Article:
New CAP must deliver for most productive lands says INHFA

The Irish Natura & Hill Farmers Association have outlined the need to ensure that lands designated special area of conservation (SAC) and special protected areas (SPA) are adequately catered for in the upcoming CAP reform.

On a per hectare basis these lands are stated INHFA President Colm O’Donnell “delivering a higher financial benefit to the Irish economy than all other lands which is a fact that has been ignored for far too long.”

These lands are he maintained “delivering up to €3,000/ha/year which makes them the most productive in the country.”
This assessment is based on the European Union’s Nature Fitness Check which details how Europe’s Natura 2000 network (containing SAC & SPA lands) is valued at between €200-300 billion per year. This valuation when translated to Ireland equates to between €2.6 and 3.1 billion per year or €3000/ha.”

Farmers operating on these lands have, stressed the INHFA leader “been restricted through the 38 Activities Requiring Consent for the past 20 years. Unfortunately, this fact has escaped some farmers and their representatives who have questioned the agricultural output of these lands while never acknowledging the obvious restrictions and how these impacts on this output.”
In discussing the EU Nature Fitness Check, O’Donnell stated “how this puts a monetary value on the benefits farmers on these lands are delivering in terms of improved biodiversity, better water and air quality while also helping to mitigate against climate change.”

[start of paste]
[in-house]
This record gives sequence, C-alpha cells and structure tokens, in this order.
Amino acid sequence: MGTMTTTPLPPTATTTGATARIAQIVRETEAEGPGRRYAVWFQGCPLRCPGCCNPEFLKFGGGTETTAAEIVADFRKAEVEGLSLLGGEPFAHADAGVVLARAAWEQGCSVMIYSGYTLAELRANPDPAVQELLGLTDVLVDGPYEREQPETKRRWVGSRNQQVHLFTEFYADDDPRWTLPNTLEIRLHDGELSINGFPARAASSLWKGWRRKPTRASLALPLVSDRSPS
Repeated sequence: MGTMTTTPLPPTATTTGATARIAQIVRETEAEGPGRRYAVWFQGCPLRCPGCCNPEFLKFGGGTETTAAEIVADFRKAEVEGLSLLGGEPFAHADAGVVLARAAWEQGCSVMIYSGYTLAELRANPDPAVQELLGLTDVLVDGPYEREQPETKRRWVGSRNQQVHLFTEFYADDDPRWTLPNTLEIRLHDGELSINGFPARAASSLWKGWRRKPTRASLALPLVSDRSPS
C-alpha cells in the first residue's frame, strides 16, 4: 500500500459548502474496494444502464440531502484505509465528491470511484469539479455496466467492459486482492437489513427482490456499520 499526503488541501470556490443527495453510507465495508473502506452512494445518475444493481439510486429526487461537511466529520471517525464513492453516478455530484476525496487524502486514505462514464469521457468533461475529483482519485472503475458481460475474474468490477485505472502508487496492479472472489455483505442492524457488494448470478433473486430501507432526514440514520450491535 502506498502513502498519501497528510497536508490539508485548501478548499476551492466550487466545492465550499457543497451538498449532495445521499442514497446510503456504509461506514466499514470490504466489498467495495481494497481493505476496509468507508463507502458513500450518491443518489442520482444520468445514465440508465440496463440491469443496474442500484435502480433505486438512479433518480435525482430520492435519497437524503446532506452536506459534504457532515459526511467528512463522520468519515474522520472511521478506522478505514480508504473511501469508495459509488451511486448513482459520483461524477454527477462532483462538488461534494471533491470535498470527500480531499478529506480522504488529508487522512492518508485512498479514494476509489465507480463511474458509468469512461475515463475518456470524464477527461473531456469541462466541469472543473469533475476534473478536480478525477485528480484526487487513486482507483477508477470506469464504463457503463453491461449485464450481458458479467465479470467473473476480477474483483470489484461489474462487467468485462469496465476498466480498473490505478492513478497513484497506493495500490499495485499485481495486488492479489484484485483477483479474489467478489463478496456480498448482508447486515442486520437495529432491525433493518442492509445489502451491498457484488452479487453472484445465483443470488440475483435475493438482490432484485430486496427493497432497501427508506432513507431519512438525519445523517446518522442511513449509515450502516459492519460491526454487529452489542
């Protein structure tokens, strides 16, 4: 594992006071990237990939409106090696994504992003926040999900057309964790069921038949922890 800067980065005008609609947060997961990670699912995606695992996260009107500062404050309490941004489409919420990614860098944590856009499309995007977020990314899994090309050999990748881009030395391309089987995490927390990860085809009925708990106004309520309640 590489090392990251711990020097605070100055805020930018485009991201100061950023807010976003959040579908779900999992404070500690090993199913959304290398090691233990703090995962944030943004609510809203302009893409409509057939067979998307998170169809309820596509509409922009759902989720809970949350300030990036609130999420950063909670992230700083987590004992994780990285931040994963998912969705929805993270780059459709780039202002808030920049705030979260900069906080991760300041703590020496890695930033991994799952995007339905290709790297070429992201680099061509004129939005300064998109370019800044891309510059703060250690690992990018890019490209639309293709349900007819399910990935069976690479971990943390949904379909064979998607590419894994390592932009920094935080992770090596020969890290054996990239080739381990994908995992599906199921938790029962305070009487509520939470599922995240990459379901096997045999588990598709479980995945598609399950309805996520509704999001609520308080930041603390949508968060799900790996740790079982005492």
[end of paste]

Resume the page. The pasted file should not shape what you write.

“With the new CAP prioritising the need to deliver on these environmental concerns, it is essential that farmers who have had their farming activity and income curtailed through these restrictions, are rewarded for the public good they provide in terms of environmental output” added O’Donnell

The current CAP has he maintained “failed spectacularly in delivering for farmers on these designated lands. This must change and the new CAP provides us with the opportunity to address this. Parity of payment through a flat rate BISS for farmers with the highest environmental restrictions is essential. This in addition to automatic entry to the eco-scheme for all farmers impacted by the Natura designations is a minimum requirement under the Pillar 1 Programme.”

In concluding the INHFA President stressed the need “for the EU and Irish State to do what they have not done so far and pay farmers for the public good they are providing. With the Irish economy benefiting to the tune of €2-3 billion each year there can no longer be an excuse to not do so.”